Your logic doesn't work out.  If a student of one art fights a Guro in another, and loses, does not mean the students studied art is any less effective.  Similarly, if I race a professional driver who is driving a Corvette while I'm driving a Bugatti (worlds fastest car) on the Nürburgring, I will obviously lose.  That doesn't mean the the Bugatti is slower or the worst of the two cars.  

You're missing the whole point. What is the purpose of the martial arts Mike? If you fight someone regardless of their art and you consider yourself a much better and more experienced martial artist and you get killed, isn't the point to survive? If I was fighting you I would have someone distract you and then I'd cave your skull in. A dead man can't convince me that they lost but their art was better...

I agree with Zach, with an explanation. I think the best Self-Defense art is one that is low attribute. IOW, you don't have to 'first, be Bruce Lee' to not get killed.

In a partner system, one is being held up but one's Tactical Girl-Friend comes up from the rear corner and stops the bad guy. Denial of line of sight, point-blank attacking. Low attribute, no skill or footwork required at that time.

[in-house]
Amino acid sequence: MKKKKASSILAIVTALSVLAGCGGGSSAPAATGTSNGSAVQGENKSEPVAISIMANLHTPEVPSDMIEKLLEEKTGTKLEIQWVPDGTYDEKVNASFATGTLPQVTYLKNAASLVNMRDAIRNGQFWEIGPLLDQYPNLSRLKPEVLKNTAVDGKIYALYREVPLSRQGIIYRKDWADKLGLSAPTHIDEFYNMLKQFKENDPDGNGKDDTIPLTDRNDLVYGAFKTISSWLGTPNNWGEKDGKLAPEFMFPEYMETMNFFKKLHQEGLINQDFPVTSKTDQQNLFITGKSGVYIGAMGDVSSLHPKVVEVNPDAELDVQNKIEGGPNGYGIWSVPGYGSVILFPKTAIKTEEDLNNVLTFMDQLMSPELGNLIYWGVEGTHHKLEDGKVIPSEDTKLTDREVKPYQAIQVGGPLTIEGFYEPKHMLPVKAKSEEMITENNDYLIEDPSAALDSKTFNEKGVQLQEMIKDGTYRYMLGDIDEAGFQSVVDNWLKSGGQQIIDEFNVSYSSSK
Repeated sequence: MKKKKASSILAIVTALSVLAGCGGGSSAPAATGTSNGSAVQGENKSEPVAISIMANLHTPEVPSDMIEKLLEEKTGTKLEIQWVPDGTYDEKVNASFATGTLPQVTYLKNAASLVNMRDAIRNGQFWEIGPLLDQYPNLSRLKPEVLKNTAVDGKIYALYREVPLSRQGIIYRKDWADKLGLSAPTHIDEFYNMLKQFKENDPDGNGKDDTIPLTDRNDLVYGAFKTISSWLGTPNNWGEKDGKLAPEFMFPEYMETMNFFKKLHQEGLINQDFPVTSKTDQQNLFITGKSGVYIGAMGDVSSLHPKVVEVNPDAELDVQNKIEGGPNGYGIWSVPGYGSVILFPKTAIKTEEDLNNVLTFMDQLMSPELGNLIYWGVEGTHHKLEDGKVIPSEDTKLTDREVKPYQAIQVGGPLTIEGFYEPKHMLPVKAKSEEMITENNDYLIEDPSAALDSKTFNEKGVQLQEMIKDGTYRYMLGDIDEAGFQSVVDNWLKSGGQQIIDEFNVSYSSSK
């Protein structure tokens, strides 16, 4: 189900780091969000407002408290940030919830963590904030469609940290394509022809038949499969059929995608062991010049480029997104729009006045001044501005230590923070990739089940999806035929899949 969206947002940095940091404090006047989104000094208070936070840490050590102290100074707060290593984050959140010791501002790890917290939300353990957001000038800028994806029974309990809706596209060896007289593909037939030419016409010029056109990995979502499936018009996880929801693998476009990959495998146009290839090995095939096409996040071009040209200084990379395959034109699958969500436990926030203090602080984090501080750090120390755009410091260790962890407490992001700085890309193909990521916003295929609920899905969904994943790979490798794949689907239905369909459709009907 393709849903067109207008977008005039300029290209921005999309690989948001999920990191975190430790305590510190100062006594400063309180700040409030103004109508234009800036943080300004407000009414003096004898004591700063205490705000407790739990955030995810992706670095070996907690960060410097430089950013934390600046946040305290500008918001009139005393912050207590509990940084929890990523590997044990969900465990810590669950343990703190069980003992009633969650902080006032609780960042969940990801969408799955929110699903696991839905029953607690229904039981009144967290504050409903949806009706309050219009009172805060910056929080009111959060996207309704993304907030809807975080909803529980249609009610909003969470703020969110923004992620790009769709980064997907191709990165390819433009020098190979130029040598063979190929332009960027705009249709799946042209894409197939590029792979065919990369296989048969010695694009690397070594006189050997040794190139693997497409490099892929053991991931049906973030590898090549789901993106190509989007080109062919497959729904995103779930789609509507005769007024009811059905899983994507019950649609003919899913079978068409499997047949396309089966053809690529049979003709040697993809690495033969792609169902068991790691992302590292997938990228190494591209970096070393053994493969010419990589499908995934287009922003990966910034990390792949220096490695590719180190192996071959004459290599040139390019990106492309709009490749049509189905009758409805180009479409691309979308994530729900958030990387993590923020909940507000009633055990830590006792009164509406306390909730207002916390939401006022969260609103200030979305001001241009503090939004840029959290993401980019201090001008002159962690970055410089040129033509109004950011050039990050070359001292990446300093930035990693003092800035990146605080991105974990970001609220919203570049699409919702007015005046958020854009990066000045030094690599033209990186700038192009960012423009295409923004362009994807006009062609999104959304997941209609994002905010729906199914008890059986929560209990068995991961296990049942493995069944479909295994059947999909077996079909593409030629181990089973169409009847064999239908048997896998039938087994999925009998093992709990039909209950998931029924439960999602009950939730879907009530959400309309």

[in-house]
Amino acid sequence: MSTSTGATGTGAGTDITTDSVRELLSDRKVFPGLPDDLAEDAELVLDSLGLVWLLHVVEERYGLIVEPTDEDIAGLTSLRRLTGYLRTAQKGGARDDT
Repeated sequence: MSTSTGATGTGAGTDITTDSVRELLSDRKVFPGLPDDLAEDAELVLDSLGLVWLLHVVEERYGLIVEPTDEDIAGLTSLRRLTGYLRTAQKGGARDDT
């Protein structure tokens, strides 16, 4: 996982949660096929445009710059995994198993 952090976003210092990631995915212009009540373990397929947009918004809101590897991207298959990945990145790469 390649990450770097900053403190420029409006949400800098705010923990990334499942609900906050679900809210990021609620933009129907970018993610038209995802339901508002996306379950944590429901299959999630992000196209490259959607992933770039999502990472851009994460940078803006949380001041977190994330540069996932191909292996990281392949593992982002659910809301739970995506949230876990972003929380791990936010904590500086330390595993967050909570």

You are describing tactical training versus martial arts training.  The two are independent of each other.  I may be a marksmen with a rifle but not know the first thing about entering and clearing a room.  They are two completely different levels of training.  

No I'm not, you're throwing a red herring argument.  In your first argument you compared different arts to cars, and which ever is the fastest wins.  Now, you are arguing a point where distraction is the key element not the art or system.  Of course if you distract someone long enough from a fair fight, and cave their skull in you win.  Well... I could always just use a pistol based on your argument and just end the fight if distraction is a valid form of winning.  Using your argument, yes you are correct, a dead man can't convince you that their art or system is better.  But, a person of greater skill can come convince you and win the fight.  Your argument is invalid in this case.  That's like saying since Bruce Lee is dead, JKD is no good.  There are plenty of incredible practitioners that can prove otherwise.